I have to say that finally confronting all these complex feelings about gender as an adult is one of the most daunting things I’ve done, in any of the lives I can remember.  I’d say this is better than the Western Front, but statistically speaking only slightly less dangerous and it’s nowhere near as good as a straight, cisgender man’s life in the mid-20th century.

But there’s a silver lining here: Phil was an early ally of the LGBT community.  He didn’t just have gay friends, he was very close with Bishop James Pike, an early proponent of religious tolerance of the LGBT community.  He was sincere in his “live and let live” beliefs and nobody has a credible case that he wasn’t.

That means if I was him, in some small way, I helped create a world where someone like me had a fighting chance.  That’s a really wonderful feeling.  It means that even if I can’t save the world, I can do something small on the side of compassion to make my next life easier.  I guess you could call it karma, or merely a selfless investment in the future.  Maybe one day I’ll really admire what I fought for in this life too.

The Hero’s Journey

I’ve just realized something: I’m too slavish to the “Hero’s Journey” formula.

That isn’t the case with my writing in this life (nor, really, in the previous one).

My first (written) novel had many of the elements, but its protagonist was hapless and ultimately fails in his objectives, and in the sequel he is reduced to a supporting character, while the apparent protagonist has his hero’s journey interrupted by the revelation that the journey isn’t what it seems by another protagonist with even more control over the situation.  The antagonist isn’t even defeated until the Denouement (with only the false antagonist meeting a dramatic end at the story’s climax).  Then when everything seems resolved, something else weird happens.

In my second book (first one I published), the characters sort of have events happen to them.  They’re ordinary characters running from a brutal dictator (then later, the fragments of his imploded regime) and pretty much relying on unusual amounts of dumb luck, good timing, and instinct to stay alive.  The protagonist and the antagonist never meet; their only contact is through functionaries and is very hands-off.  The sequel employs somewhat more of a hero’s journey but even that is somewhat stood on its end by a rather jarring change of pace toward the end.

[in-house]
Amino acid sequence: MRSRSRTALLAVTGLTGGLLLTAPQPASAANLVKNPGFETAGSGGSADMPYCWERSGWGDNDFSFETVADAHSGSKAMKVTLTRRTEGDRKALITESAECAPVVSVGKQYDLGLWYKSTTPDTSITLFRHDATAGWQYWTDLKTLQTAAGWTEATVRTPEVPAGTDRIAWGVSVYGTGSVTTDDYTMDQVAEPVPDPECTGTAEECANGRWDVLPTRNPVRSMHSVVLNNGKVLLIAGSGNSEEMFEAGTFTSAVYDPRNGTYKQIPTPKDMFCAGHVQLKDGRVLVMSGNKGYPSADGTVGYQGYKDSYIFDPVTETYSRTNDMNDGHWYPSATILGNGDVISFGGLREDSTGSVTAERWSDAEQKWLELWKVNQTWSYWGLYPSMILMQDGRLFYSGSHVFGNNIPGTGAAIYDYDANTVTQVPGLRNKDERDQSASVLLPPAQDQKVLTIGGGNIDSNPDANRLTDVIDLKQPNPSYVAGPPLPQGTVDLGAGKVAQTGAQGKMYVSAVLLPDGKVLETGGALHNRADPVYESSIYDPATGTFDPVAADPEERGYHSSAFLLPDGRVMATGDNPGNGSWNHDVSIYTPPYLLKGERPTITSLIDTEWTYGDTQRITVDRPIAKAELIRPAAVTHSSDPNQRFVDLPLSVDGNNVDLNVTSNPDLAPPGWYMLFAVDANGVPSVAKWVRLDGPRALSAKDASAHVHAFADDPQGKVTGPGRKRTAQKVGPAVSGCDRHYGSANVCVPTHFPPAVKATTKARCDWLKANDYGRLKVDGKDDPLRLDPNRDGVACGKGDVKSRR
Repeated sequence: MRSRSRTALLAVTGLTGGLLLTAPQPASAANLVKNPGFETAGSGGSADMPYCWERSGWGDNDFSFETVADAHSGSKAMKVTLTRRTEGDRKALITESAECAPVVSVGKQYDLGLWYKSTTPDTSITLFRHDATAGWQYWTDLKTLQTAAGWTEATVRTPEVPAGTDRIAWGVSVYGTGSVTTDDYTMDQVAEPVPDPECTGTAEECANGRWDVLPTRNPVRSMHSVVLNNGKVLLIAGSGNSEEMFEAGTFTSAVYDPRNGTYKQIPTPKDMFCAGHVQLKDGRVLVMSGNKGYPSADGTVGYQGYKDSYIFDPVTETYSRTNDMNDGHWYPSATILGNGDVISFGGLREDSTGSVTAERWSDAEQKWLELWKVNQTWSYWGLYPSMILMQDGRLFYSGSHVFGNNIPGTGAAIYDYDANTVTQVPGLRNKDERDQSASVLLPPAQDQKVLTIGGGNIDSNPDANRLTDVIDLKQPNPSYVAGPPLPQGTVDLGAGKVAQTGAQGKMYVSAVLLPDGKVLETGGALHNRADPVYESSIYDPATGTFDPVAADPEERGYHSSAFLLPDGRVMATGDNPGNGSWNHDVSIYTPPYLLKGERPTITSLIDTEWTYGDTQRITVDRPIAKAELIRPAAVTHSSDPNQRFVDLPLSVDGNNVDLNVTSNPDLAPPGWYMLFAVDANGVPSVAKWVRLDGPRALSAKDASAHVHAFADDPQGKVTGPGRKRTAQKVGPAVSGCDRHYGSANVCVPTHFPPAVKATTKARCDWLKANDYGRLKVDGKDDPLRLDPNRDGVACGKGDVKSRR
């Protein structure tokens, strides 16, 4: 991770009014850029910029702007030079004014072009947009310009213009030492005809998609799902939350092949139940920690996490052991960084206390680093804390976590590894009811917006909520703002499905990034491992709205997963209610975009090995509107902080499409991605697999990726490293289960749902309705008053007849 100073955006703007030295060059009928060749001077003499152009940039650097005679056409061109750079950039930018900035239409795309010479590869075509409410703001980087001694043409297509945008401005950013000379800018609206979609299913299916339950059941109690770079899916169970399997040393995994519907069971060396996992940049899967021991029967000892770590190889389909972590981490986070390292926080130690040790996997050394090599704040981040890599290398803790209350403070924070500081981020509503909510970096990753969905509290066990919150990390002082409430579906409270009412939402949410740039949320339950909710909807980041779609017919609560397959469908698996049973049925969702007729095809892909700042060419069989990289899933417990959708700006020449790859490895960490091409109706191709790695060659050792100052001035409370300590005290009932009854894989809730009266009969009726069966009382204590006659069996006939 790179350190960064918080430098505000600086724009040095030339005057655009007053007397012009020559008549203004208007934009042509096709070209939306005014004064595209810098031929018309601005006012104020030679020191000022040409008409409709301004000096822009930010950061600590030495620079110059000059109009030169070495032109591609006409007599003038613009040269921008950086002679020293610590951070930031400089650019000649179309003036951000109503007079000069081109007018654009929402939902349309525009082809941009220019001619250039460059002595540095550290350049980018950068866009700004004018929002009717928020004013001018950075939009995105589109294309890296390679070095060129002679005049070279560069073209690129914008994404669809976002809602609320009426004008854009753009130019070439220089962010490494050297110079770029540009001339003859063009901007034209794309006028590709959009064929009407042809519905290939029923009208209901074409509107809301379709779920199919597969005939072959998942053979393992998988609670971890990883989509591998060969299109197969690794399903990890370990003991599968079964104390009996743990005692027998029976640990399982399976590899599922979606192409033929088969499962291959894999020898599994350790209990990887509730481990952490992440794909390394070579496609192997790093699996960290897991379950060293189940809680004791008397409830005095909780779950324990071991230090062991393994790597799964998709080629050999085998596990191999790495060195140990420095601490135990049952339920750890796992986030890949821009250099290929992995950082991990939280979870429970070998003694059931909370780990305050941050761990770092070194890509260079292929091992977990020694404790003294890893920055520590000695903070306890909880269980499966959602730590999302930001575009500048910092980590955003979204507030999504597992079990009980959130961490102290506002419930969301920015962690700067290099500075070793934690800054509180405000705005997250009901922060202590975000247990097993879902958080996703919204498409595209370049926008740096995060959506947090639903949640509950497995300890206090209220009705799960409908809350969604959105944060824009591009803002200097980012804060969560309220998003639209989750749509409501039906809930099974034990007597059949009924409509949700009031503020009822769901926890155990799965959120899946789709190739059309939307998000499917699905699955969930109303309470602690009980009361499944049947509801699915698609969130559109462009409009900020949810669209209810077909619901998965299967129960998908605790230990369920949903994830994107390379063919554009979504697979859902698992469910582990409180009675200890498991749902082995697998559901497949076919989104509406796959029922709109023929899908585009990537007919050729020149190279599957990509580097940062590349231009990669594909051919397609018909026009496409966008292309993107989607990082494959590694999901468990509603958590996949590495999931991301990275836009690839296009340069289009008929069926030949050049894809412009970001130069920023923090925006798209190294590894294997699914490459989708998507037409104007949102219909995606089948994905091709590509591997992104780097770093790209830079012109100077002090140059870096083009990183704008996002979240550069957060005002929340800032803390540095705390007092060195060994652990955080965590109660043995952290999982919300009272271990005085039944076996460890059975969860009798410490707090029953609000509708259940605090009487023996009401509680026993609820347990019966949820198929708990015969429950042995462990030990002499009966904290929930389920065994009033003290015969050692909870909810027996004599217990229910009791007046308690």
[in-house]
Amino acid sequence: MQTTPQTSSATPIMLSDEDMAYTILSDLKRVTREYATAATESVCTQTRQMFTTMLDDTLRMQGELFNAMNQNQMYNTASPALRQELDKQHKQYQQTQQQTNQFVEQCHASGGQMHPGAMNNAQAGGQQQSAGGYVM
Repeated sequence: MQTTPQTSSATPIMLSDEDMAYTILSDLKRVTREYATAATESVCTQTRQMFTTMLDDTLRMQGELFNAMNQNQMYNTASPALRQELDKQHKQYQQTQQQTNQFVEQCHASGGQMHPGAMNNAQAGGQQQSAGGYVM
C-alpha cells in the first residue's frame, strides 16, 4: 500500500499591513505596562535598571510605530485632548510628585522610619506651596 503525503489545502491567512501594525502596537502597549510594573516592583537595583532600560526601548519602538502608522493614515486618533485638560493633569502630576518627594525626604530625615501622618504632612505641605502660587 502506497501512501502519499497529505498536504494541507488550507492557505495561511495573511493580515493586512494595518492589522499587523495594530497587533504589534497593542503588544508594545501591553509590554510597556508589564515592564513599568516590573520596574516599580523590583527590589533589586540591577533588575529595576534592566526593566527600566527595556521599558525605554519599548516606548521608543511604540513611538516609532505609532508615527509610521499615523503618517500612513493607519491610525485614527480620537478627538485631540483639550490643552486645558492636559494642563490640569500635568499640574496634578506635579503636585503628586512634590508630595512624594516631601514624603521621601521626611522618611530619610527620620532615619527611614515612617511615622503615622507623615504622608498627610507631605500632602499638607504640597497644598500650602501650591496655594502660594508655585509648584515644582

So, as one who has changed up and at times even ignored the tropes of the Hero’s Journey while still writing compelling action stories, I should be capable of living my life the same way, right?

Except I find that often, I try to live that Hero’s Journey by hoping that one day, my “specialness” will overcome something tremendous and I will save the world just by showing up.  And when I look at not only this life but the lives I’ve led before, nearly everything I’ve ever done was part of some bid to be a hero.

For Longespee, it was training myself to be the best warrior and statesman I could be so that I could defeat any adversary; I ended up being a henchman to a real villain for a good portion of my life in spite of myself.

For John, it was running into the line of fire as soon as the call to adventure sounded; I never got past the Second Threshold.

And for Phil, if I was indeed him, I tried to save many a damsel in distress, never once thinking about the hole I was digging for myself by taking on others’ problems while ignoring my own; that hole was about six feet deep.

That’s to say nothing of the numerous other lives I lived, the ones remembered in fragments that tell of someone always on the move, dynamic, making full use of Second Chances but ultimately, not someone who changed the world all that much.  It seems in just about every one of them I was intensely purposeful, but my impact on the world fell far short of what I had intended.

So what am I doing now?  Longing to be the Chosen One who can save the world because I have insight that others don’t.  I’m still at it, aren’t I?  More than eight hundred years of this and I haven’t learned a single damned thing about actually living!

I am an idiot and always have been.

(Also, if any members of the US intelligence community are concerned about the possible jihadist website I found by accident while failing to find a cute graphic to link to for the phrase “chosen one,” I’m not a terrorist.  Please don’t drone me!)

Memory Fragment

I think I just had a memory from John’s life, from his childhood, of seeing the girls in the village around a maypole.  They had garlands on their heads and the colors of the ribbons they had around the pole were much brighter than I had expected of the era: bold, almost neon pinks, a vivid chartreuse and a sky blue that is about the only color I could imagine existing back then.  These were about the hues one would expect on ribbons from a modern-day easter basket.